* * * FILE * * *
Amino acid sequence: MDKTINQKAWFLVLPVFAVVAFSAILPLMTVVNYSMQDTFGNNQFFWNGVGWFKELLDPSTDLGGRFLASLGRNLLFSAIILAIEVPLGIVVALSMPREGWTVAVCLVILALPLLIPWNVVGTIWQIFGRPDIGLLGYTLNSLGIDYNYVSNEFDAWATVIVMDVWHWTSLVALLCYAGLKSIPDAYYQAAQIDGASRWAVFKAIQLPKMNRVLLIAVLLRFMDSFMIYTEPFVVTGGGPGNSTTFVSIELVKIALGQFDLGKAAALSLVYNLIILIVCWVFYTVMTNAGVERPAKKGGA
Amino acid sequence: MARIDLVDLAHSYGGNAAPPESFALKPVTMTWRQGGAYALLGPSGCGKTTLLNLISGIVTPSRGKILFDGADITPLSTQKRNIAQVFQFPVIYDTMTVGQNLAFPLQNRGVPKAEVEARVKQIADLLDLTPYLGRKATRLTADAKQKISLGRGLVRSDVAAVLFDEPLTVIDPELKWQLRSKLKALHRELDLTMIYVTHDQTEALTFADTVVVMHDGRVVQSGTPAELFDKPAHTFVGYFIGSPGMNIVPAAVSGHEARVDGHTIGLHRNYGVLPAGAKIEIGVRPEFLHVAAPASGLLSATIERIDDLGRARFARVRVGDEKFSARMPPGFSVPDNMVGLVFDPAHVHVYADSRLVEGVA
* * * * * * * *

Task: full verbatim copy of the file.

Amino acid sequence: MDKTINQKAWFLVLPVFAVVAFSAILPLMTVVNYSMQDTFGNNQFFWNGVGWFKELLDPSTDLGGRFLASLGRNLLFSAIILAIEVPLGIVVALSMPREGWTVAVCLVILALPLLIPWNVVGTIWQIFGRPDIGLLGYTLNSLGIDYNYVSNEFDAWATVIVMDVWHWTSLVALLCYAGLKSIPDAYYQAAQIDGASRWAVFKAIQLPKMNRVLLIAVLLRFMDSFMIYTEPFVVTGGGPGNSTTFVSIELVKIALGQFDLGKAAALSLVYNLIILIVCWVFYTVMTNAGVERPAKKGGA
Amino acid sequence: MARIDLVDLAHSYGGNAAPPESFALKPVTMTWRQGGAYALLGPSGCGKTTLLNLISGIVTPSRGKILFDGADITPLSTQKRNIAQVFQFPVIYDTMTVGQNLAFPLQNRGVPKAEVEARVKQIADLLDLTPYLGRKATRLTADAKQKISLGRGLVRSDVAAVLFDEPLTVIDPELKWQLRSKLKALHRELDLTMIYVTHDQTEALTFADTVVVMHDGRVVQSGTPAELFDKPAHTFVGYFIGSPGMNIVPAAVSGHEARVDGHTIGLHRNYGVLPAGAKIEIGVRPEFLHVAAPASGLLSATIERIDDLGRARFARVRVGDEKFSARMPPGFSVPDNMVGLVFDPAHVHVYADSRLVEGVA